future justified by events. The grain market
waa established and it has grown and will rtow.
until it reaches the point that was set for it long
ago by one of the greatest of all middle west
grain men, the late P. D. Armour, who said
Umaha should be the greatest primary grain
market in the world. Mr. Stickney backed his
faith with works, and his example la atill potent
II Kept in mind. ;
Omaha won only part of its battle when the
Great Western came to release the city from
some of the shacklea put upon it by the big
Chicago lines. The future development of the
grain market depends on whether the city will
be able to overcome a tendency that atill exists
to drain its natural territory to enrich com
peting market towns. It la not likely another
Stickney will arise to help win this further
phase of the fight, so Omaha will have to depend
on ita own merits to make its victory in the
market complete. But it haa come a long way
since A. B. Stickney gave hia help and encour
agement and it ought to be able to solve its
problem for Itself. - t .
Thought Nugget for the Day.
Think all you speak, but speak not ali you think;
Thoughts are your own; your woras are tv o
more.
Where wisdom steers, wind cannot make you
sink;
Lips never err, when she does keep the door.
Delaune.
One Year Ago Today in the War.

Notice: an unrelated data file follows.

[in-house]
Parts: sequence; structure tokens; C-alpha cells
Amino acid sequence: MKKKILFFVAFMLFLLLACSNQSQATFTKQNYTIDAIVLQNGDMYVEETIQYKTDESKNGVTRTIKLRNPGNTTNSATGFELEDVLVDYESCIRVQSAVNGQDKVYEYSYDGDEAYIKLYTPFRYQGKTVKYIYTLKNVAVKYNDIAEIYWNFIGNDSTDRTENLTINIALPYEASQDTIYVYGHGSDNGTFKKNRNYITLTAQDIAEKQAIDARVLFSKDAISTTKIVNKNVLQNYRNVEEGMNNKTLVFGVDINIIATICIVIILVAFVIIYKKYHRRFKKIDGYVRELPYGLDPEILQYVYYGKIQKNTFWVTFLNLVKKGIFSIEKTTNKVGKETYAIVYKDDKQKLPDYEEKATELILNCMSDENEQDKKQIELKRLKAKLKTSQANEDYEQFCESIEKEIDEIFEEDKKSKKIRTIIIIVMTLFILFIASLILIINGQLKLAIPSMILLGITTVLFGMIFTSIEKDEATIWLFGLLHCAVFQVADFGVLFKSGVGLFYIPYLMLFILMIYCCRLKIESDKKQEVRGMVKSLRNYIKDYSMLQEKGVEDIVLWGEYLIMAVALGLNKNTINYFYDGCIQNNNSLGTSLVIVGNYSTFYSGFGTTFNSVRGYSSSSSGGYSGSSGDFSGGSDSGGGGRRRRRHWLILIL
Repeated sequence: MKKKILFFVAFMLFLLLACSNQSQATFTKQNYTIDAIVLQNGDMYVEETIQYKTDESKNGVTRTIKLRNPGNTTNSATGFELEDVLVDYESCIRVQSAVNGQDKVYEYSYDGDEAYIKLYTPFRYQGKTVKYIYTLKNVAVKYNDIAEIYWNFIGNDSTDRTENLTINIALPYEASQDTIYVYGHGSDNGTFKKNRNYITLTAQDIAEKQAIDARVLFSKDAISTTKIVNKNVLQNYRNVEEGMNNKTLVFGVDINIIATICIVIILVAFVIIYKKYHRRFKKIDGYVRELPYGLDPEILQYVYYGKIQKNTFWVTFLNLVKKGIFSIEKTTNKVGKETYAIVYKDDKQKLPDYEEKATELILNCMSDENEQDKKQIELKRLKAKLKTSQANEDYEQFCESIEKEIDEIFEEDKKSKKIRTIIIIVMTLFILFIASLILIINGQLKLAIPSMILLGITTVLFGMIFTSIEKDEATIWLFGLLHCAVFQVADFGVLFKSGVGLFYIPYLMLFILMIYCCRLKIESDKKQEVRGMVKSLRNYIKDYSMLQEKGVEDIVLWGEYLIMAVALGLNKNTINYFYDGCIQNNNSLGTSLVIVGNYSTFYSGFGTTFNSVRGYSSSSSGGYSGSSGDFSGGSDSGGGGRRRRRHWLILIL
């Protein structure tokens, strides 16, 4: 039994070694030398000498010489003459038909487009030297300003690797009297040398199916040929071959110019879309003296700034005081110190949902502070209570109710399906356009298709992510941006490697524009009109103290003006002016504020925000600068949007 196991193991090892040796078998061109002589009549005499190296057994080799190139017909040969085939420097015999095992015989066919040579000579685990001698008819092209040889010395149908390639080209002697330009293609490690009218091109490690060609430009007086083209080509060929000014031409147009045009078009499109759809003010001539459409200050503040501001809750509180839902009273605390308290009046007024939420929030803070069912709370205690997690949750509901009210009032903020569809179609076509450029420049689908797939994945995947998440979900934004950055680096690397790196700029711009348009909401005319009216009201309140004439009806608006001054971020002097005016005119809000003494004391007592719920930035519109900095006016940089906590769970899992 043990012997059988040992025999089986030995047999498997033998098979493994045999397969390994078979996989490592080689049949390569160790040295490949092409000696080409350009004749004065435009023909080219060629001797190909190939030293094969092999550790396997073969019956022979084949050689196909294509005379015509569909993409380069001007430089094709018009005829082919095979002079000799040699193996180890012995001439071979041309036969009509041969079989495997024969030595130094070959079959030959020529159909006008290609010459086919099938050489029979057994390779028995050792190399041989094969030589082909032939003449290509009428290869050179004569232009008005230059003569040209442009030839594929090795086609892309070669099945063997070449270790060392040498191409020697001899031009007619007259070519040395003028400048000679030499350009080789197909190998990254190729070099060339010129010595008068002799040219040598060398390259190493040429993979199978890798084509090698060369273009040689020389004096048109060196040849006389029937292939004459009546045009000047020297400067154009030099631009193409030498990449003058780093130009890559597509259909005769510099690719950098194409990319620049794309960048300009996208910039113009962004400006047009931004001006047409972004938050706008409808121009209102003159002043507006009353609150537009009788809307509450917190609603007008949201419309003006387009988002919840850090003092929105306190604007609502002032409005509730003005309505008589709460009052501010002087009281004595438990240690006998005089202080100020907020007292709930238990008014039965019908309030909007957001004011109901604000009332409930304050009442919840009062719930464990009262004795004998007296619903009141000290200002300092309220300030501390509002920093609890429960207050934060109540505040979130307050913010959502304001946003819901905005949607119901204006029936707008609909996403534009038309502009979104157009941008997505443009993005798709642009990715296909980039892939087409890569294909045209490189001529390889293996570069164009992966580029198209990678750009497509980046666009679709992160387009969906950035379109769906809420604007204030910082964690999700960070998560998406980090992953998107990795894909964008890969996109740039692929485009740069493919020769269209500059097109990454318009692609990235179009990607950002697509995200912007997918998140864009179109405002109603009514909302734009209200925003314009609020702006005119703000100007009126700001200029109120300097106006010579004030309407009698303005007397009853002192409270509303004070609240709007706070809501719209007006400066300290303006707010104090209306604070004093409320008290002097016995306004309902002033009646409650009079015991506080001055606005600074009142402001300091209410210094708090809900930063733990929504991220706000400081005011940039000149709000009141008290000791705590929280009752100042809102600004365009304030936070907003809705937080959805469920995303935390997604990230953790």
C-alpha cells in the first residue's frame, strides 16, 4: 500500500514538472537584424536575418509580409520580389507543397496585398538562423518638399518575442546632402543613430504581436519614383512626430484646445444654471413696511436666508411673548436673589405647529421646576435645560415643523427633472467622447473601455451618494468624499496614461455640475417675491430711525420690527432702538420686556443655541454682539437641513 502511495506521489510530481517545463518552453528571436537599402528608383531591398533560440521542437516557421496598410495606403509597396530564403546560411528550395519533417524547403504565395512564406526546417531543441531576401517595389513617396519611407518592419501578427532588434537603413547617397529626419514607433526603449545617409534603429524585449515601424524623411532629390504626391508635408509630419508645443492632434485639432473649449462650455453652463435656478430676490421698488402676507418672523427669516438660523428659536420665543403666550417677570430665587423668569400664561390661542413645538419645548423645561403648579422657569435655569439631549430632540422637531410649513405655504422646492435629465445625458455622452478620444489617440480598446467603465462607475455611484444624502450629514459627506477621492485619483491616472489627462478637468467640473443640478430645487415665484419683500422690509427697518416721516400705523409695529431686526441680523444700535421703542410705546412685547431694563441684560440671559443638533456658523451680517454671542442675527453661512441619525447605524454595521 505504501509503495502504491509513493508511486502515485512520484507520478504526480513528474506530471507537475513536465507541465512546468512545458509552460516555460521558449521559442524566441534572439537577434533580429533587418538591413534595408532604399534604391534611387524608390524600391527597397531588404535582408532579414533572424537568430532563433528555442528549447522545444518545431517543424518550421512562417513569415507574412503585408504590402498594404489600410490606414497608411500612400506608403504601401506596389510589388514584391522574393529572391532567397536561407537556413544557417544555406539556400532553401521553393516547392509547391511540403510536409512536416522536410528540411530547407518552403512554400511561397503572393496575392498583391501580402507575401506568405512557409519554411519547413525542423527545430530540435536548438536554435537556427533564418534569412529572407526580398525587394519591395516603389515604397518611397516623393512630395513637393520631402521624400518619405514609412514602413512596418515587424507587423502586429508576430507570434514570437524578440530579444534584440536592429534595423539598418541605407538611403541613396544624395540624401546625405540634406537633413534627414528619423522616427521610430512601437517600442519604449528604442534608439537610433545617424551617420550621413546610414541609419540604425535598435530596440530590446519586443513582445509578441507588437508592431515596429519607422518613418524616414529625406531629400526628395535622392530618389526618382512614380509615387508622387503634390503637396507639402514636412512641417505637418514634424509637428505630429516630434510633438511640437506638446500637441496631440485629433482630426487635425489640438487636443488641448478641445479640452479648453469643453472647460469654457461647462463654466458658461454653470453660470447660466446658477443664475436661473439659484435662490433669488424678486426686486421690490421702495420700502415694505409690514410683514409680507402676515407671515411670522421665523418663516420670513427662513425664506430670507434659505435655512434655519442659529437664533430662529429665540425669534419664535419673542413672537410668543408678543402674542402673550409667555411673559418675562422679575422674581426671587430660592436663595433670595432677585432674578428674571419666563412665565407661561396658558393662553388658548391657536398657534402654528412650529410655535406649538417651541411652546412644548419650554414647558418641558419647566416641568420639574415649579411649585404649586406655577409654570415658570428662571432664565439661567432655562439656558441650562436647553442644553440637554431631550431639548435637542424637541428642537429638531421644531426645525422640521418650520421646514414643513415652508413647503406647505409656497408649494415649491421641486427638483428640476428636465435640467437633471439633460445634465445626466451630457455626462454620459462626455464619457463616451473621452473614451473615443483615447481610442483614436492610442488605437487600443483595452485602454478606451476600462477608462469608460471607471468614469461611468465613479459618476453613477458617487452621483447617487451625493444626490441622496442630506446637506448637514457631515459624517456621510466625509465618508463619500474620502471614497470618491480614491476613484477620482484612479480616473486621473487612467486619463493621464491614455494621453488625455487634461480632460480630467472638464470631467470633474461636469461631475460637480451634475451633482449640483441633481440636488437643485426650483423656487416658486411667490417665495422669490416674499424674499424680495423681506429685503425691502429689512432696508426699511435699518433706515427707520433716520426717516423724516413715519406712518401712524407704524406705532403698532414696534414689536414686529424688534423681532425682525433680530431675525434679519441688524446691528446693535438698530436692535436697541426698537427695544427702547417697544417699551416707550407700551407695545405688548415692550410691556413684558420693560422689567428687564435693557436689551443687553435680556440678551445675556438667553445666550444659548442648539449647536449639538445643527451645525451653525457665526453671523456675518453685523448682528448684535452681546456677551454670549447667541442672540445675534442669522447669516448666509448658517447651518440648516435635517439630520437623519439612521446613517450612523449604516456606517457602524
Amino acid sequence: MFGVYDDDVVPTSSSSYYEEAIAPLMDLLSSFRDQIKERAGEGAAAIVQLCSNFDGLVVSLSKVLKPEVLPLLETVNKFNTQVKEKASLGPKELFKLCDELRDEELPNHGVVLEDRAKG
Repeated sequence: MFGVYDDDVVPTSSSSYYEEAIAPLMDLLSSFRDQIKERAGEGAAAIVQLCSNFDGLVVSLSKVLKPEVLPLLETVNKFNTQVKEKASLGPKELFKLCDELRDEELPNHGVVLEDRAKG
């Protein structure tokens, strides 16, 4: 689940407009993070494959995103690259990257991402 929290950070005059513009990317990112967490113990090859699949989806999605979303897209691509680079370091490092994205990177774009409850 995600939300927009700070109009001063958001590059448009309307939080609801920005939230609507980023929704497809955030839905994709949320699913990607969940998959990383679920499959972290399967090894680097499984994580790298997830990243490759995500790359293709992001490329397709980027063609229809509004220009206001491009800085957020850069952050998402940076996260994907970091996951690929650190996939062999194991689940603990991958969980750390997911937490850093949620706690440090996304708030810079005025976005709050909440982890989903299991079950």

Italian submarine sunk Austrian submarine
U-12.
Germans captured the city ot Lomza.
British auxiliary cruiser India torpedoed off
Swedish coast.
Pans reported a lull in the fighting along tne
western front.
This Day in Omaha Thirty Yeara Ago.
The committee on arrangements for the grand
concert and ball to be given by the Concordia
society on its nineteenth anniversary, September
20, consists of the following: Julius Meyer,
Geora-e Tzchuck. Lewis Heimrod, Lewis Oro-
becker and George Stratman.
Twenty-four young men ot Umaha have signed
4k
; Colonel Bryan stopped off in St Louis be
tween Chautauqua jumps long enough to tell re.
porters that the ripping speeches of Candidate
Hughes are "most wicked and unfair" to Presi
dent Wilson, He thinks "Roosevelt's speeches
are mild in comparison." Aa a critic of critics the
colonel speaks as an expert His experience in
driving the Bryan dirk under democratic ribs in
Washington and Nebraska gives his diagnosis of
the hurt the weight of authority. ' "
' Some of those "new" citizens tested the qual
ity of life in the United States for quite a while
before they could make up their minds as to for
wearing allegiance to a foreign potentate. We
hope they are latisfied, and will never regret their
choice. . - f.-i-
an agreement to enlist ai volunteeri in the cam
paign against Mexico provided war is declared.
The First National baVik is seriously contem